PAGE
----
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How To Tackle E-Mail Abuse

How many e-mails do you get every day that offers to sell you medicine without prescription, and at a fraction of their real cost?

How many offers do you get to buy pirate software at one-tenth of their catalog prices? Do you find your inbox so full of unwanted, unsolicited e-mail that you can’t find the useful mail?

Do you spend several minutes or hours every day downloading mail that ultimately turns out to be useless?

If you answer ‘yes’ to any of the above, then you are the victim of e-mail abuse, commonly known as ‘spam’.

Spam mail is a booming business on the internet, and it is growing every day. Thousand of millions of unwanted e-mail are released every day, though only a fraction of that ever reaches actual addresses.

Who does it, and why? And what can you do about it?

Spammers are clever technicians who have found out a way of sending mail in great bulks to thousand of addresses at once.

They sometimes set up their own mail servers, but they can also use the service of other people’s servers without their knowledge.

The dominant method of sending e-mail is known as SMTP (Simple Mail Transfer Protocol), and by default this service doesn’t have a way to authenticate the sender of an e-mail.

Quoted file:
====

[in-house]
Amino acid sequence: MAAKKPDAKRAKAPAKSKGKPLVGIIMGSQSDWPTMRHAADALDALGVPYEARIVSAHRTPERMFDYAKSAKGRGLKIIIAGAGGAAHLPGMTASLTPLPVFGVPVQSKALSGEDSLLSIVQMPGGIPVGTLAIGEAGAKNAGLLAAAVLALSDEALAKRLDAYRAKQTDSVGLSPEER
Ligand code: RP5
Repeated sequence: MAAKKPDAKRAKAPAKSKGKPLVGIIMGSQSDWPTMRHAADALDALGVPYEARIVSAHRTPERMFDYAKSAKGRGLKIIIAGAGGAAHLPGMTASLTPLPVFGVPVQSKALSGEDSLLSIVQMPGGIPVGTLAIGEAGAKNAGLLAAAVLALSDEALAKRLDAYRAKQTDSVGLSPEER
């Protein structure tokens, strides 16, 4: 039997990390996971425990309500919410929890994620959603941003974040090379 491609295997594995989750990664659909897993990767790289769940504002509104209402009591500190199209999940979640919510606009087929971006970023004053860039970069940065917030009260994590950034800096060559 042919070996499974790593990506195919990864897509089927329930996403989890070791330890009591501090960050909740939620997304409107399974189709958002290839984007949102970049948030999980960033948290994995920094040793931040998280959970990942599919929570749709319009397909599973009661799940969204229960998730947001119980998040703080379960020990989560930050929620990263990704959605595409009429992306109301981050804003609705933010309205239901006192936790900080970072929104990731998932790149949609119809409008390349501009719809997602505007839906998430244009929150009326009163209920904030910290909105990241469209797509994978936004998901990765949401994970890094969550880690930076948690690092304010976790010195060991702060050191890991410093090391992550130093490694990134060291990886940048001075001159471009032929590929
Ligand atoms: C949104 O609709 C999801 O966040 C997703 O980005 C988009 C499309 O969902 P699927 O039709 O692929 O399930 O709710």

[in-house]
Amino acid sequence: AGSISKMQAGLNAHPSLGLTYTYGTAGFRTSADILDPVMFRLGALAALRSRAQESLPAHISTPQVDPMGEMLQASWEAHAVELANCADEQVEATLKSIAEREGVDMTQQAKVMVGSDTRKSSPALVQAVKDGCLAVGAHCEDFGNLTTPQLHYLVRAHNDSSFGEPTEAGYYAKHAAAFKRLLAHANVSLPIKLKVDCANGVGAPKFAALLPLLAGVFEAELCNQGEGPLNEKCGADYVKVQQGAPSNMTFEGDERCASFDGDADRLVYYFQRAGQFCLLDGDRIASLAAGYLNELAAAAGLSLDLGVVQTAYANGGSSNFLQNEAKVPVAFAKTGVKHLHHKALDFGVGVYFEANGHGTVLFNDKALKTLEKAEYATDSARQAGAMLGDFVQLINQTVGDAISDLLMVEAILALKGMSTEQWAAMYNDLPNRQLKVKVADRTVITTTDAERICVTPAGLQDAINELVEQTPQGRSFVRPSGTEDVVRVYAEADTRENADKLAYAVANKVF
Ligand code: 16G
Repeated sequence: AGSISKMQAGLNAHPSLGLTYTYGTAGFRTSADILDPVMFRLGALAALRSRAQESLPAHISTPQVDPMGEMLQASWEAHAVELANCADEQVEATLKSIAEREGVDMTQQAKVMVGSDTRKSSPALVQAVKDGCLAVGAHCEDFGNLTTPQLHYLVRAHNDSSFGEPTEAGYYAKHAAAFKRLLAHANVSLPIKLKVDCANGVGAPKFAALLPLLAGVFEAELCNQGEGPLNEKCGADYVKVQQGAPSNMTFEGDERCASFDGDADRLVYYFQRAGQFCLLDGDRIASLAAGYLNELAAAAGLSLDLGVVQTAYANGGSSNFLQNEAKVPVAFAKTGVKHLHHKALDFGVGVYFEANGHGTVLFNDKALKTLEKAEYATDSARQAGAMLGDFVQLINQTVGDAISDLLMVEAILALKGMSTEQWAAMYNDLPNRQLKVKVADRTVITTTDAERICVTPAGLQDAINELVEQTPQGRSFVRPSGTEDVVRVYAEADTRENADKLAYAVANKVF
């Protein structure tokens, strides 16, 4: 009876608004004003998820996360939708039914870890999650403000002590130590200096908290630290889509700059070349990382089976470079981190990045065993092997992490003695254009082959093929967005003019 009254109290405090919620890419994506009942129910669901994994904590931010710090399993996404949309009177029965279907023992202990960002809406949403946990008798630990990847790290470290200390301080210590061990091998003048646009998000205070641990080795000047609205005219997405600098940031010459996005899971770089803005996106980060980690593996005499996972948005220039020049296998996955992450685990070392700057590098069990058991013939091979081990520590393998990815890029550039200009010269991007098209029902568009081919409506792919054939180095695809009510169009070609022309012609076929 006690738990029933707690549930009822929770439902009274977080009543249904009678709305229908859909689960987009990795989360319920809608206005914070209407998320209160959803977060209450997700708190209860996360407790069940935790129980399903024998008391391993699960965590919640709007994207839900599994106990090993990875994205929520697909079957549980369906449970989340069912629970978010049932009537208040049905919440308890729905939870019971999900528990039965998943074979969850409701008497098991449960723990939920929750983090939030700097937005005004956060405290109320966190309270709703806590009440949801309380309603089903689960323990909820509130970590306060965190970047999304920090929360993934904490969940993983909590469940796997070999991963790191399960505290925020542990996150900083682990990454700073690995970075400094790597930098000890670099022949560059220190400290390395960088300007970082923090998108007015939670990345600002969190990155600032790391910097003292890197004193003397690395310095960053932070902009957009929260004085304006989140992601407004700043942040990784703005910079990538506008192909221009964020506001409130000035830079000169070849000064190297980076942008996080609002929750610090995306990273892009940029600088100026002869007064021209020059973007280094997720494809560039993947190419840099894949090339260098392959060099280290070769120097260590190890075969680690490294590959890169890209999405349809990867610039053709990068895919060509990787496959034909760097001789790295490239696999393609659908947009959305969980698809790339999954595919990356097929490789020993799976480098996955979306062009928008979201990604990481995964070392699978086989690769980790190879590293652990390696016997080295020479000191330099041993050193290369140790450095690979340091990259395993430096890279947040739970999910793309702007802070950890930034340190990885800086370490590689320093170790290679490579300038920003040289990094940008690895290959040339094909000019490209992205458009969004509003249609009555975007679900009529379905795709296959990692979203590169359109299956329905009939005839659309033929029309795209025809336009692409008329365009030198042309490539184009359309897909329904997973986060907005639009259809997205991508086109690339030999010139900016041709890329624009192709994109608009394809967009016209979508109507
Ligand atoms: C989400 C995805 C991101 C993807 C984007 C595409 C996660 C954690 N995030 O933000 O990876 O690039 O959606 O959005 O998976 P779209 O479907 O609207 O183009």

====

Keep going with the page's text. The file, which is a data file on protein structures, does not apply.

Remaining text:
So, free mail servers on the internet often accept mail from anyone, and relay it to other servers.

This type of freely accessible SMTP server is known as an ‘open relay’ and is one of the greatest nuisances on the internet. They are a free ball for spammers.

But that’s only how they send mail. But how did they get your address in the first place? You sure didn’t write to any of them!

There are two answers to that.

First, they own certain software that acts like scavengers, scouring the web looking for anything that looks like an e-mail address. Whatever they can gather, they save in a central database.

Then these are auctioned off to bidders, who want to send you unwanted advertisements.

Sending e-mail barely entails any recurring cost, so if even 1% of all victims of spam click on the links provided, the spammers stand to make huge profits.

The second answer is, they don’t have any idea that you exist. They are just using a random string-generating program that churns out billions of possible e-mail addresses.

Only a fraction of that number actually represents valid e-mails, but as has been said above, sending e-mail is cheap. They can afford to send ten thousand e-mails even if only one of them is real.

What can you do to avoid spam? First, get a really good e-mail program, for instance the freely downloadable Thunderbird.

Good e-mail programs have an inherent ability to recognize spam and delete them before they ever reach your inbox.

Secondly, report spams to your Internet Service Provider, so that they can set up appropriate filters to differentiate the good from the bad.

These simple steps can go a long way to help you tackle e-mail abuse.

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